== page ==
We are now seeing an increase in patients presenting with influenza and it is predicted that we are likely to see many more.
Influenza, the name of the virus for which the “flu” season is named, causes a highly contagious respiratory infection which often starts very quickly and may cause the following symptoms:
– Fever, headache, and extreme fatigue.
– Cough, sore throat, and runny or stuffy nose.
– Body aches, and sometimes vomiting and diarrhea.
As opposed to influenza, a bad cold — often referred to as an upper respiratory infection — may have symptoms of nasal and sinus congestion, a sore throat, and ear pressure. Bronchitis may have a very bothersome nagging cough, but neither of these illnesses are likely to have symptoms of fever or body aches as influenza does.
The flu can cause mild to severe illness and occasionally can lead to death. Most healthy people who contract the flu recover without complications. However, some people — especially the elderly or the very young, as well as those with chronic medical conditions such as diabetes, heart disease, and asthma, are at a high risk for serious complications of the flu.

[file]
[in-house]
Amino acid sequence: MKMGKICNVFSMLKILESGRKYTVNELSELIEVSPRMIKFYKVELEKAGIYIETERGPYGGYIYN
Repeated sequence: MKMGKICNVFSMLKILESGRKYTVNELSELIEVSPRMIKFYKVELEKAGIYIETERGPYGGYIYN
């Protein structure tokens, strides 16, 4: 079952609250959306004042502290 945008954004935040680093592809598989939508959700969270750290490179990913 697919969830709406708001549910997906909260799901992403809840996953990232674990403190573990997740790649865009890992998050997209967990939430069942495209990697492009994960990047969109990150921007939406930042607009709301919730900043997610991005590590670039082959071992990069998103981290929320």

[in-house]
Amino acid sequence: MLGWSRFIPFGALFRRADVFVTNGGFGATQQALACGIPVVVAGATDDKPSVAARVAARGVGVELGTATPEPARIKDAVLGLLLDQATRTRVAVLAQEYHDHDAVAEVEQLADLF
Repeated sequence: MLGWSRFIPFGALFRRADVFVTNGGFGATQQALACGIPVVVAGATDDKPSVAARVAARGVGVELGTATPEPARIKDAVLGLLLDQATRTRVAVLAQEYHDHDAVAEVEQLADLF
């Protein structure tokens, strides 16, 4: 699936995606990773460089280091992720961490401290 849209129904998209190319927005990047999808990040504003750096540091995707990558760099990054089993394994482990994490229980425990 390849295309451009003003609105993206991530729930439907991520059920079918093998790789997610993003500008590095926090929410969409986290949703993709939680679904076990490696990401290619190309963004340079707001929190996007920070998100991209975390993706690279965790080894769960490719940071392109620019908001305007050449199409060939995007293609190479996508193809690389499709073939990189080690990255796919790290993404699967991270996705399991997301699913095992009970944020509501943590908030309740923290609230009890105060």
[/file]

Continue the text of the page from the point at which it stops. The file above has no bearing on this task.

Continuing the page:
One of the most deadly side effects of the flu is pneumonia which is a very serious lung infection.
The flu usually spreads from person to person from respiratory droplets when one who is affected coughs or sneezes. It also often spreads by touching some object that has the influenza virus on it and then touching one’s mouth, nose, or eyes.
A person coming down with the flu is contagious from one day prior to showing any symptoms and remains contagious for at least five days after the symptoms begin.
Although it has been reported that this year’s flu vaccine has not been very effective against the prevailing H3N2 strain of flu, experts still recommend getting the shot as it seems to add some protection. As it is said; “something is better than nothing.”
This vaccine is approved for use in people older than 6 months of age.
Almost everyone can benefit from the flu shot, but it is highly recommended for the following groups:
– Pregnant women and children younger than five years.
– People 50 years of age and older and those with chronic medical conditions.
– Those who live in nursing homes or other long term care facilities.
– People who work or live with those at high risk for complications of the flu.
The flu shot contains a dead virus which will cause a person’s immune system to create antibodies to help prevent one from getting infected, or at least to help lessen the effects of an infection.
It’s still worth considering, and not too late. Flu season can last well into springtime.